A Protective Put also called a Married Put, is a limited risk & limitless profit strategy, which entails purchasing a spot asset and a put option. It is a hedging strategy that intends to cover possible spot losses. A Protective Put is used to manage risk when an uptrend is vague.
The significant risk is the premium; if the end price is lower than the spot purchase, the long Put will cover the losses. The Protective Put is a strategy similar to a Covered Call but with a little distinction. With this strategy, you own security shares plus an option to sell them.
3. Bear Put Spread
The Bear Put Spread is another vertical spread regarding the best options trading strategy. In this approach, the investor purchases Put Options at a particular strike price and sell the same amount at a lesser price. Both options are bought for the same fundamental asset with the same expiration date.
Bear Put spread strategy is used when the trader has a bearish feeling about the underlying asset and expects the asset’s price to reduce. It’s a bearish strategy whereby the asset price must decline for the process to be successfully executed.
Your upside and premium expenses are limited when using a Bear Put Spread. If Outright Puts are costly, selling Lower Strike Puts against them is one way to offset the high premium.
4. Straddle Option
The straddle is another best options trading strategy for income when it comes to options trading. In this tactic also, you purchase a Call and a Put Option for a similar underlying asset and date of expiration. A straddle differs from a strangle because you buy the Call and put it at an equal strike price. With a straddle option strategy, you predict the asset to change but don’t know which direction it will go.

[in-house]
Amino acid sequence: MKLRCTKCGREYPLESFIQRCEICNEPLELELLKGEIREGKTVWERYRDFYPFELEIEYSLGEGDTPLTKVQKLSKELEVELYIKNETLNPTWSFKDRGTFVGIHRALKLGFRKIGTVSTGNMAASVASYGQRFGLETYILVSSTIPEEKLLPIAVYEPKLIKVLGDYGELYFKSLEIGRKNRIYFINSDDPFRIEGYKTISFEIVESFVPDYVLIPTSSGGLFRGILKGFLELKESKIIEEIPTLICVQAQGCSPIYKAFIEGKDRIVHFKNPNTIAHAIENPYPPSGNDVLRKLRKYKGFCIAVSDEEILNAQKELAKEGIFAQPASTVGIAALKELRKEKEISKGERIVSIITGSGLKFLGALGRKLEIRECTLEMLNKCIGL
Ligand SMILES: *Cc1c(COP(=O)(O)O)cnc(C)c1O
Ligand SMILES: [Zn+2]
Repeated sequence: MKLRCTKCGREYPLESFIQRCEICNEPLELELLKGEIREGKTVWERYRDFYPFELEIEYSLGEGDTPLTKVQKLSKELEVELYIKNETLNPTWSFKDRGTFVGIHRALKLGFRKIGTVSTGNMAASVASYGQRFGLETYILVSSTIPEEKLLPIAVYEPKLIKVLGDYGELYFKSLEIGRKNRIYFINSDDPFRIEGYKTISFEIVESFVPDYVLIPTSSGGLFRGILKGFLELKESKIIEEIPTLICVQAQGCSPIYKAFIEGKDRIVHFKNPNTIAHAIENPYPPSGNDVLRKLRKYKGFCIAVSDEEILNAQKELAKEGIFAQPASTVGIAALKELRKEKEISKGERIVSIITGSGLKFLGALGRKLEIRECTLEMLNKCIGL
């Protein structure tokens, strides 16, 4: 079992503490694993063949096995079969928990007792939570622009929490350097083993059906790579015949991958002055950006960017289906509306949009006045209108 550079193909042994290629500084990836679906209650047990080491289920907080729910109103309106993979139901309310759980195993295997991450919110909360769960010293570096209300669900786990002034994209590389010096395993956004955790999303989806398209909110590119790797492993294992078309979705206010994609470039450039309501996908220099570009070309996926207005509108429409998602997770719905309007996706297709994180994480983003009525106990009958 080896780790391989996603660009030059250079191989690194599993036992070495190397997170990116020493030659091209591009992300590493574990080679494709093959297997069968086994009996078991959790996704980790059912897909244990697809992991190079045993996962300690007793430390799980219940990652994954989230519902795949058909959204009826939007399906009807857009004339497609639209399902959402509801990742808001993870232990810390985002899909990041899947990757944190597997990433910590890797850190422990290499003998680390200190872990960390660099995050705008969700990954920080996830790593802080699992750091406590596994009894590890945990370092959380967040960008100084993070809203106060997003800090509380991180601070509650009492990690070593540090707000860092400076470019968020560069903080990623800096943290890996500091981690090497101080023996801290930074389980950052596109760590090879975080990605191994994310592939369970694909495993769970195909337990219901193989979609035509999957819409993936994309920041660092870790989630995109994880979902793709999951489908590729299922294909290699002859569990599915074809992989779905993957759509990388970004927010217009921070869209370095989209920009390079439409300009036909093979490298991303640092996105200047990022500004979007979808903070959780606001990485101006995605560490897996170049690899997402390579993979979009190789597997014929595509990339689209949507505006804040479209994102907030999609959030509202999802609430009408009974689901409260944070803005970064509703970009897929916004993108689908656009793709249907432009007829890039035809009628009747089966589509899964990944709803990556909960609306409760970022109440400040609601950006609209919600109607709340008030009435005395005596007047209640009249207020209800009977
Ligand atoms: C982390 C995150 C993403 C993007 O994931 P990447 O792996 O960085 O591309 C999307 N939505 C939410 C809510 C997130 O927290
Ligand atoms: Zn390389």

The risk with this strategy is the options contract premiums you pay. The underlying asset or security must be unpredictable enough to offset contract costs. Nevertheless, if the asset considerably exceeds the call strike price, there’s slight restraining viability. And if the asset drops, you can end up in the black.
5. Protective Collar
A Protective Collar is when you possess an asset, sell a Covered Call, and purchase a Protective Put. A Protective Collar works perfectly with a neutral position that wishes to hedge against the asset from depreciating. This is one of the best options strategies for earnings as an options trader, as it comes at very minimal risk.
The premium you pay for buying the put option can be offset by selling the call option. A Protective Collar can earn an income by selling the call option slightly above what you paid for the put option. If the asset price remains neutral and the strike price on the Call does not meet, you earn a small profit irrespective of the asset movement.
Final Thoughts on Best Options Strategies
Investors with a limited risk appetite should stick to basic approaches, while sophisticated investors with enough risk tolerance can use more advanced strategies. As option strategies can be amended to suit one’s specific risk tolerance and income requirement, they provide several routes to profitability.
Although there isn’t a “one size fits all” strategy, the above strategies should offer a good starting point in developing your trading plan. Trading options involves unique risks, so ensure you fully understand them before using any strategy that has to do with options.
We believe the Best Option Strategies for Earnings as an Options Trader discussed in this article will aid your understanding of the concepts better.
Should you have further questions (s)? Let’s have it in the comment section.